ILNews

Court grants visitation for partner in guardianship case

Michael W. Hoskins
January 1, 2007
Keywords
Back to TopCommentsE-mailPrintBookmark and Share
When Patrick Atkins suffered a brain hemorrhage and subsequent stroke on a business trip in 2005, his partner of almost 30 years wanted to be there and visit.

While Atkins' family didn't approve of the relationship, Brett Conrad was allowed to visit and have contact with his partner at first. But the family began cutting off that contact and eventually the two sides went to court over visitation rights and guardianship. Conrad lost in Hamilton Superior Court before Judge Steven Nation, who granted guardianship to Atkins' family and allowed them control of visitation - which they'd said in trial would not be allowed for Conrad.

Today, the Indiana Court of Appeals reversed that lower court's decision and gave the Fishers man visitation rights and contact with Atkins. The 2-1 ruling came in Guardianship of Patrick Atkins; Brett Conrad v. Thomas Atkins and Jeanne Atkins, No. 29A02-0606-CV-471.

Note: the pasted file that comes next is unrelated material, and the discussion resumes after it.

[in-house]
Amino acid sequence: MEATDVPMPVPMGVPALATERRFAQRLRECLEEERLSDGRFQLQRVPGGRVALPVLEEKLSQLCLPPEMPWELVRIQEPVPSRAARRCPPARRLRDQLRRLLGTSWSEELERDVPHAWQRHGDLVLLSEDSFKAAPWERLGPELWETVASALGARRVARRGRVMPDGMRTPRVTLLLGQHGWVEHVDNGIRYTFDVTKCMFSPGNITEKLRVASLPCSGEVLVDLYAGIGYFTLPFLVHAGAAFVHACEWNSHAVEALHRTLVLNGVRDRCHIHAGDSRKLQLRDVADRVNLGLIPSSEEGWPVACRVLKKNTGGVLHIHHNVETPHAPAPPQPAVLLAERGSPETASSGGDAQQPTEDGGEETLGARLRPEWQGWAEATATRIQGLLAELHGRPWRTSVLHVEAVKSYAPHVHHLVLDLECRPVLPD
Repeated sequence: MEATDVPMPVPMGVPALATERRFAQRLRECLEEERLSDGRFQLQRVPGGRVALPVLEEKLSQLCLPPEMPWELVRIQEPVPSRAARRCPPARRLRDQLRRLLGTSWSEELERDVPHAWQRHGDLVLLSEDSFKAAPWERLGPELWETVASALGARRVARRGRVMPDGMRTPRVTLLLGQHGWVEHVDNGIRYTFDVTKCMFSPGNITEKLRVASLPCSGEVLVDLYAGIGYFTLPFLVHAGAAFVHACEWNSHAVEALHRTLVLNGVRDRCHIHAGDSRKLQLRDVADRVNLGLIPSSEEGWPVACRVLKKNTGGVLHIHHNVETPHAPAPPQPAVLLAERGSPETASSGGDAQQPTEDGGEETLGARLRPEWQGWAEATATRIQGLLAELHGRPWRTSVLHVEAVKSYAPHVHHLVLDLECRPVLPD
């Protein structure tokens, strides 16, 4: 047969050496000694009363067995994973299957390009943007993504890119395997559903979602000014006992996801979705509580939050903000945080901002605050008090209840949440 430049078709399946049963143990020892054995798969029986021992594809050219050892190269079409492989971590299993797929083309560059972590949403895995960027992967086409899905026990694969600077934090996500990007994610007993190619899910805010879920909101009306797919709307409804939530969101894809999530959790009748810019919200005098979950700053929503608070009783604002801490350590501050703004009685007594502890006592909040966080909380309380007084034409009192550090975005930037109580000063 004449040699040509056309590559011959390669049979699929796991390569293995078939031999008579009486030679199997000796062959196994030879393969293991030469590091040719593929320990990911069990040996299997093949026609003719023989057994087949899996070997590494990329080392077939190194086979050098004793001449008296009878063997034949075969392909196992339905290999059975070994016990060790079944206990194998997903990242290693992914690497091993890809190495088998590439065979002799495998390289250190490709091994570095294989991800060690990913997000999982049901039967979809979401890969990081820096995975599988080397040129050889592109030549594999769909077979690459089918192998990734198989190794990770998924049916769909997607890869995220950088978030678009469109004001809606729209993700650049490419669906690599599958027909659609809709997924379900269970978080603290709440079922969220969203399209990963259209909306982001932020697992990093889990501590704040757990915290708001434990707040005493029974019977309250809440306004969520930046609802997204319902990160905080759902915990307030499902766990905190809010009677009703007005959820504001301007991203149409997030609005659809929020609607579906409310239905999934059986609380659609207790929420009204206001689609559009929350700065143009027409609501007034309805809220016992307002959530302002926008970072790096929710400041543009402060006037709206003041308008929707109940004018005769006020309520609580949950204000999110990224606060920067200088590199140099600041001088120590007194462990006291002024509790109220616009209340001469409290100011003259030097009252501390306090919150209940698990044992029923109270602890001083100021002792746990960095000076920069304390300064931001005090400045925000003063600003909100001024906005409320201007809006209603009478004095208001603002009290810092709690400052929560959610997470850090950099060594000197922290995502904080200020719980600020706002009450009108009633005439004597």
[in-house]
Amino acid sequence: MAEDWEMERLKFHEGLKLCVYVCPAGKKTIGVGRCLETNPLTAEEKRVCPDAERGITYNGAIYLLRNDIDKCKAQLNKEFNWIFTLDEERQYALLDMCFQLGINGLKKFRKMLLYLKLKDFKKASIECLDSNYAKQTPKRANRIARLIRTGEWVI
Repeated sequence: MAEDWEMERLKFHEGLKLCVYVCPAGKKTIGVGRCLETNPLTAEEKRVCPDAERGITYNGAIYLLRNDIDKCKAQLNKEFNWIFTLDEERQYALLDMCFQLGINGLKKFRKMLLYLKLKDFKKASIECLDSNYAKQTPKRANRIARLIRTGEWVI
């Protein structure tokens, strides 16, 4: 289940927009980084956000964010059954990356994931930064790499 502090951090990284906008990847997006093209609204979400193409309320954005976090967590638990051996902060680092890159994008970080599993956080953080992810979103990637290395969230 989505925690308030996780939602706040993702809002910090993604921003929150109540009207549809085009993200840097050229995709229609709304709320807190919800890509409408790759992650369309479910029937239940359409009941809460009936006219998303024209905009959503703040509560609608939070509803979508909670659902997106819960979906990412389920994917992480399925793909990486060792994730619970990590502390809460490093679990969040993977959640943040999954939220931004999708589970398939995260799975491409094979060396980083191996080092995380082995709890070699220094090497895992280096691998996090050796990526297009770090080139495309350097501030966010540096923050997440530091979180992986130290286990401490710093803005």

"We are confronted here with the heartbreaking fracture of a family," Chief Judge John Baker wrote. "Brett and Patrick have spent twenty-five years together as life partners - longer than Patrick lived at home with his parents - and their future life together has been destroyed by Patrick's tragic medical condition and by the Atkinses' unwillingness to accept their son's future.

"Although we are compelled to affirm the trial court's order that the Atkinses be appointed Patrick's co-guardians under our standard of review, we reverse the trial court with respect to Brett's request for visitation inasmuch as all credible evidence in the record establishes that it is in Patrick's best interest to continue to have contact with his life partner."

The appellate court also found that the trial court should have required Patrick's presence at the hearing, but that his court-appointed guardian ad litem waived that right by failing to enforce it. Additionally, the court concluded the lower court properly set off the couple's Charles Schwab account to the guardianship estate, but that it erroneously refused Conrad's request for the estate to pay some of his attorney fees and costs.